Andrew J Scott

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Andrew J Scott
Andrew Scott2.jpg
Born
Andrew John Scott

(1965-05-12) 12 May 1965 (age 54)
Enfield, United Kingdom
Alma materTrinity College Oxford
Known forLongevity Expertise
Children3
Scientific career
FieldsMacroeconomics, Business Cycles, Longevity
Institutions
Websiteprofandrewjscott.com

Andrew J Scott is a British economist, currently Professor of Economics at London Business School,[1] known for his work on macroeconomic policy and longevity. Previously he was a lecturer at Oxford University, a visiting professor at Harvard University and a researcher at the London School of Economics.

Biography[edit]

Scott was born 12 May 1965 in Enfield, London. He was educated at Firs Farm Primary School and Haberdashers’ Aske’s, Elstree. He attended Trinity College, Oxford where he graduated with a first with prizes in Politics, Philosophy and Economics in 1987. He received a MSc in Economics from the London School of Economics in 1990 and was elected to a Prize Fellowship to All Souls College, Oxford in 1990.[2] He was elected in the same year as philosopher Robert Rowland Smith and historian Scott Mandelbrote. He received his D.Phil (Essays in Aggregate Consumption) from Oxford in 1994.

He worked briefly as an economist for Credit Suisse First Boston before holding research positions at London Business School and the London School of Economics. He then took up a lectureship at Oxford University, a Visiting Assistant Professor at Harvard before joining London Business School where he is currently Professor of Economics having previously served as Deputy Dean.[3]

Alongside his academic career Scott has been a non-executive director for the UK’s Financial Services Authority and an advisor to the House of Commons, the Bank of England, and H.M.Treasury. He is currently on the advisory board of the UK’s Office for Budget Responsibility and a member of the Cabinet Office Honours Committee (Science and Technology).

Work[edit]

Most of Scott’s published academic work has focused on macroeconomic fluctuations – originally on business cycles (with a number of joint papers with Daron Acemoglu) then on monetary policy and most recently on fiscal policy and government debt management (with a number of joint papers with Albert Marcet).

More recently his work has been on longevity and focusing on the positive economic, social and personal effects that arise from the fact that on average we are living longer and healthier for longer. This focus on the positive aspects of longevity is an offset to the focus on the negative aspects of an ageing society. This longevity agenda is set out in his co-authored books The 100 Year Life – Living and Working in an Age of Longevity (2016) and The New Long Life (2020). In 2019 the ESRC awarded him a £1mn grant to investigate the economics of a longevity agenda. He is also the co-founder of The Longevity Forum.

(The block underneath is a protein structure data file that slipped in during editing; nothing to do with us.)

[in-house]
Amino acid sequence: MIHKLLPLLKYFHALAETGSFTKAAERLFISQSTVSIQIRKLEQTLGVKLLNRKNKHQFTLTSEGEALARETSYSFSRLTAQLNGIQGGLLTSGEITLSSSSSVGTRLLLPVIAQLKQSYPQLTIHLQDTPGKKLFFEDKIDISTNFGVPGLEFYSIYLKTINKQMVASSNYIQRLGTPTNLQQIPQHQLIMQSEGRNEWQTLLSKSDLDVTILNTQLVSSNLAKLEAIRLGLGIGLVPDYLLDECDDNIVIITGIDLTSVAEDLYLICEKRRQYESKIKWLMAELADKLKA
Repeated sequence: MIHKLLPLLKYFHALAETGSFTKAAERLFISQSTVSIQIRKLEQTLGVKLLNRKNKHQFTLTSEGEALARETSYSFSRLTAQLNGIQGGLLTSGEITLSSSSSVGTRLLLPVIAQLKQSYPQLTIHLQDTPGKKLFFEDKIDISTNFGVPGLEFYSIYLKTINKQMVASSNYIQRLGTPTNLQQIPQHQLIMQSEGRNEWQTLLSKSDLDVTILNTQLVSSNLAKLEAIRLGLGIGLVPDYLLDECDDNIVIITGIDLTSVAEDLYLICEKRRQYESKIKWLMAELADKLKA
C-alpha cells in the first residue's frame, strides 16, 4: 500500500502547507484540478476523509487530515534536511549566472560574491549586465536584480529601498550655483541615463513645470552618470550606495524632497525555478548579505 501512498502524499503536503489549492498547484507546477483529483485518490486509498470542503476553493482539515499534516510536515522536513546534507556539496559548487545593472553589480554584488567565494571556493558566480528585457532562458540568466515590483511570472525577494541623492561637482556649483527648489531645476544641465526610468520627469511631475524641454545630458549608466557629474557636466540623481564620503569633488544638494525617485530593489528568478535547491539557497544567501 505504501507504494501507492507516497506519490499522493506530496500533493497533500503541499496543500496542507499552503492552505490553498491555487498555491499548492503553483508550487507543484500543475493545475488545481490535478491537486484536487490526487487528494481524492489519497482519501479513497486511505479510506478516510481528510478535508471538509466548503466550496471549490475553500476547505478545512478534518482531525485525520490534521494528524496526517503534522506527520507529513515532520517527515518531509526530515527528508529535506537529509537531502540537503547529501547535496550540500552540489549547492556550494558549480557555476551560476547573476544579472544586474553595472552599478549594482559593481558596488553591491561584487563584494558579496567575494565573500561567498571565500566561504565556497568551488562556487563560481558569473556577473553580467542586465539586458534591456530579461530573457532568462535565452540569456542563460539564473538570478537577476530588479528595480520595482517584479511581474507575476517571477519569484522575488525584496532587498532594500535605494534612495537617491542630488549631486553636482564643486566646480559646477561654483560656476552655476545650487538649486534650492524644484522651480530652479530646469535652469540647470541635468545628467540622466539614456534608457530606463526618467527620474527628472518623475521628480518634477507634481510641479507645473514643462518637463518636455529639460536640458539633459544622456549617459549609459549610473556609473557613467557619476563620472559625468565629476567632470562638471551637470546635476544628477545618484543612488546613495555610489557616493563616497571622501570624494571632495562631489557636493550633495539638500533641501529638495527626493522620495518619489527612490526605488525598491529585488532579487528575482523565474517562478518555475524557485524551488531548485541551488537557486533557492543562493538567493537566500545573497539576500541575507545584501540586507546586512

Selected awards and recognition[edit]

  • 2018 Beckhard Prize Best Paper, MIT Sloan Management Review for Corporate Implications of Longer Lives[4]
  • 2017 Knowsquare Business Book of the Year Award, The 100 Year Life
  • 2016 Shortlisted FT/McKinsey Business Book of the Year – The 100 Year Life[5]
  • 2008-11, Scientific Chair, Euro Area Business Cycle Network
  • 2004-2011 Managing Editor, The Economic Journal
  • 1994-95, Best Paper Award, Royal Economic Society, Consumer confidence and Rational Expectations with Daron Acemoglu, Economic Journal 1994 Jan Vol 104:422 p 1-19
  • 1990-97, Prize Fellowship, All Souls, Oxford

Selected publications[edit]

  • Government Debt Management: The Long AND the short of it (with Elisa Faraglia, Albert Marcet, Rigas Oikonomou), Review of Economic Studies 2019[6]
  • Corporate Implications of Longer Lives by Lynda Gratton & Andrew Scott in the MIT Sloan Management Review 2017 Spring Vol 58:3 p 63-70[7]
  • Gratton, Lynda & Scott, Andrew (2016) The 100-year life: living and working in an age of longevity, Bloomsbury 2016. ISBN 978-1119995715[8]
  • Debt and Deficit Fluctuations and the Structure of Bond Markets (with Albert Marcet) Journal of Economic Theory, 2009[9]
  • Consumer Confidence and Rational Expectations: Are Agents' Beliefs Consistent with the Theory? (with Daron Acemoglu) Economic Journal, January 1994, 104, 1-19 [10]

References[edit]

  1. ^ "Andrew Scott". London Business School. Retrieved 19 December 2018.
  2. ^ "All Souls College Oxford". www.asc.ox.ac.uk. Retrieved 19 December 2018.
  3. ^ 1959-, Miles, David (21 May 2012). Macroeconomics : understanding the global economy. Scott, Andrew, 1965-, Breedon, F. J. (Francis J.) (Third ed.). Chicester, West Sussex. ISBN 9781119995722. OCLC 756596996.
  4. ^ "The 2018 Richard Beckhard Memorial Prize". MIT Sloan Management Review. 11 September 2018.
  5. ^ "Best business books". Financial Times. 2016.
  6. ^ Scott, Andrew; Oikonomou, Rigas; Marcet, Albert; Faraglia, Elisa (2018). "Government Debt Management: The Long and the Short of It (forthcoming)". The Review of Economic Studies. doi:10.1093/restud/rdy061.
  7. ^ The Corporate Implications of Longer Lives. MIT Sloan Management Review. April 2017.
  8. ^ The 100 Year Life. Bloomsbury. 9 April 2012. ISBN 978-1119995715.
  9. ^ Marcet, Albert; Scott, Andrew (2009). "Debt and deficit fluctuations and the structure of bond markets". Journal of Economic Theory. 144 (2): 473–501. doi:10.1016/j.jet.2008.06.009. hdl:10230/383.
  10. ^ Acemoglu, Daron; Scott, Andrew (1994). "Consumer Confidence and Rational Expectations: Are Agents' Beliefs Consistent with the Theory?". The Economic Journal. 104 (422): 1–19. doi:10.2307/2234671. JSTOR 2234671.

External links[edit]